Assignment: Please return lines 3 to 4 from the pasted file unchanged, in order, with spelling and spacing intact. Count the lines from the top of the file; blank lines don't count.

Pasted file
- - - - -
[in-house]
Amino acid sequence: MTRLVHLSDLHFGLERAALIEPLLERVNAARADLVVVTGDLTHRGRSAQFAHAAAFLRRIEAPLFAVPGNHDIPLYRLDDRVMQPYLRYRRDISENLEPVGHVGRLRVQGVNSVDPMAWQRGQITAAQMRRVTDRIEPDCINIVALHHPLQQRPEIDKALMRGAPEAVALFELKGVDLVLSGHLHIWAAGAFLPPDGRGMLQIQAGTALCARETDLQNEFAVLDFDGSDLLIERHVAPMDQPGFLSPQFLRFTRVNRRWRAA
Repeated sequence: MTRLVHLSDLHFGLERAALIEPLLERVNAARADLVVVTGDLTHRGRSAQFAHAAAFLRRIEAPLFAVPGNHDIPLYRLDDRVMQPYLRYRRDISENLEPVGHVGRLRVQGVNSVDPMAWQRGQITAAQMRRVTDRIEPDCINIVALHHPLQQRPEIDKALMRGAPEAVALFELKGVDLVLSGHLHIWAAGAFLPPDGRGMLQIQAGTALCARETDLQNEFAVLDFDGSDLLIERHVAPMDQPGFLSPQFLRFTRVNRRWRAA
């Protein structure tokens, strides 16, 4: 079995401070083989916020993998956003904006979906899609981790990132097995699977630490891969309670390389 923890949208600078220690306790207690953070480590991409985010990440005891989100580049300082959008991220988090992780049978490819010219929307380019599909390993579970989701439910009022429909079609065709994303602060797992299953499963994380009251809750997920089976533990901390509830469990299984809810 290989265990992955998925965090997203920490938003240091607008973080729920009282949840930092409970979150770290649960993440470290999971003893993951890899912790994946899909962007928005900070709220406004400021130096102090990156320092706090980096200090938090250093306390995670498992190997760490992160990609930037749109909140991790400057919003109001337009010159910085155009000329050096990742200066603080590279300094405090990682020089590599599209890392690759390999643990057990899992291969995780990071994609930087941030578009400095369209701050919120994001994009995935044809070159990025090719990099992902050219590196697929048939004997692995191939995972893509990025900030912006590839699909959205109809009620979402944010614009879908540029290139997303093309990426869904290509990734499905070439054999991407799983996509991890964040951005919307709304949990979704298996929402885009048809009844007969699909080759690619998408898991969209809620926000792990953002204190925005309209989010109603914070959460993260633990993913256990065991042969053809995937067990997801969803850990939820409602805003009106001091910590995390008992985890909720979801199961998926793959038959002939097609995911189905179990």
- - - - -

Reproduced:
Repeated sequence: MTRLVHLSDLHFGLERAALIEPLLERVNAARADLVVVTGDLTHRGRSAQFAHAAAFLRRIEAPLFAVPGNHDIPLYRLDDRVMQPYLRYRRDISENLEPVGHVGRLRVQGVNSVDPMAWQRGQITAAQMRRVTDRIEPDCINIVALHHPLQQRPEIDKALMRGAPEAVALFELKGVDLVLSGHLHIWAAGAFLPPDGRGMLQIQAGTALCARETDLQNEFAVLDFDGSDLLIERHVAPMDQPGFLSPQFLRFTRVNRRWRAA
């Protein structure tokens, strides 16, 4: 079995401070083989916020993998956003904006979906899609981790990132097995699977630490891969309670390389 923890949208600078220690306790207690953070480590991409985010990440005891989100580049300082959008991220988090992780049978490819010219929307380019599909390993579970989701439910009022429909079609065709994303602060797992299953499963994380009251809750997920089976533990901390509830469990299984809810 290989265990992955998925965090997203920490938003240091607008973080729920009282949840930092409970979150770290649960993440470290999971003893993951890899912790994946899909962007928005900070709220406004400021130096102090990156320092706090980096200090938090250093306390995670498992190997760490992160990609930037749109909140991790400057919003109001337009010159910085155009000329050096990742200066603080590279300094405090990682020089590599599209890392690759390999643990057990899992291969995780990071994609930087941030578009400095369209701050919120994001994009995935044809070159990025090719990099992902050219590196697929048939004997692995191939995972893509990025900030912006590839699909959205109809009620979402944010614009879908540029290139997303093309990426869904290509990734499905070439054999991407799983996509991890964040951005919307709304949990979704298996929402885009048809009844007969699909080759690619998408898991969209809620926000792990953002204190925005309209989010109603914070959460993260633990993913256990065991042969053809995937067990997801969803850990939820409602805003009106001091910590995390008992985890909720979801199961998926793959038959002939097609995911189905179990």